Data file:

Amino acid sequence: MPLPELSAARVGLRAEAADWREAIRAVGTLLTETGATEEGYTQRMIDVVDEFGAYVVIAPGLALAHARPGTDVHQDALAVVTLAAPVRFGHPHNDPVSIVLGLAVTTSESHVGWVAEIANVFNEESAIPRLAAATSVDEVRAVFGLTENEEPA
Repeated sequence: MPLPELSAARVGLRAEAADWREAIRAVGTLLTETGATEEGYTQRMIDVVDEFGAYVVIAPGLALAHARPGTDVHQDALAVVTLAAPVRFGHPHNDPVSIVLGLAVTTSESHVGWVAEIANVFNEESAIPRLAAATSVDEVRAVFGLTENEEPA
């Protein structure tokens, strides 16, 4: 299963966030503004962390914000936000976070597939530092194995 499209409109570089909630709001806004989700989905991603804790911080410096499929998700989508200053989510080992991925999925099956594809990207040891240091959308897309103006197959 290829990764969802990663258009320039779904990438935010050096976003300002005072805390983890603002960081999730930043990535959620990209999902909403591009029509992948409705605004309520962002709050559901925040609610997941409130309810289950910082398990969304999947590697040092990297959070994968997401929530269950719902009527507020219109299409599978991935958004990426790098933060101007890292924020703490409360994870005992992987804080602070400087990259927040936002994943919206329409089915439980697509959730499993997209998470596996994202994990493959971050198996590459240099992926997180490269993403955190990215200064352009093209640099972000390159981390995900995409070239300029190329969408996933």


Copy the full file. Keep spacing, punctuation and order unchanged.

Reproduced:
Amino acid sequence: MPLPELSAARVGLRAEAADWREAIRAVGTLLTETGATEEGYTQRMIDVVDEFGAYVVIAPGLALAHARPGTDVHQDALAVVTLAAPVRFGHPHNDPVSIVLGLAVTTSESHVGWVAEIANVFNEESAIPRLAAATSVDEVRAVFGLTENEEPA
Repeated sequence: MPLPELSAARVGLRAEAADWREAIRAVGTLLTETGATEEGYTQRMIDVVDEFGAYVVIAPGLALAHARPGTDVHQDALAVVTLAAPVRFGHPHNDPVSIVLGLAVTTSESHVGWVAEIANVFNEESAIPRLAAATSVDEVRAVFGLTENEEPA
């Protein structure tokens, strides 16, 4: 299963966030503004962390914000936000976070597939530092194995 499209409109570089909630709001806004989700989905991603804790911080410096499929998700989508200053989510080992991925999925099956594809990207040891240091959308897309103006197959 290829990764969802990663258009320039779904990438935010050096976003300002005072805390983890603002960081999730930043990535959620990209999902909403591009029509992948409705605004309520962002709050559901925040609610997941409130309810289950910082398990969304999947590697040092990297959070994968997401929530269950719902009527507020219109299409599978991935958004990426790098933060101007890292924020703490409360994870005992992987804080602070400087990259927040936002994943919206329409089915439980697509959730499993997209998470596996994202994990493959971050198996590459240099992926997180490269993403955190990215200064352009093209640099972000390159981390995900995409070239300029190329969408996933």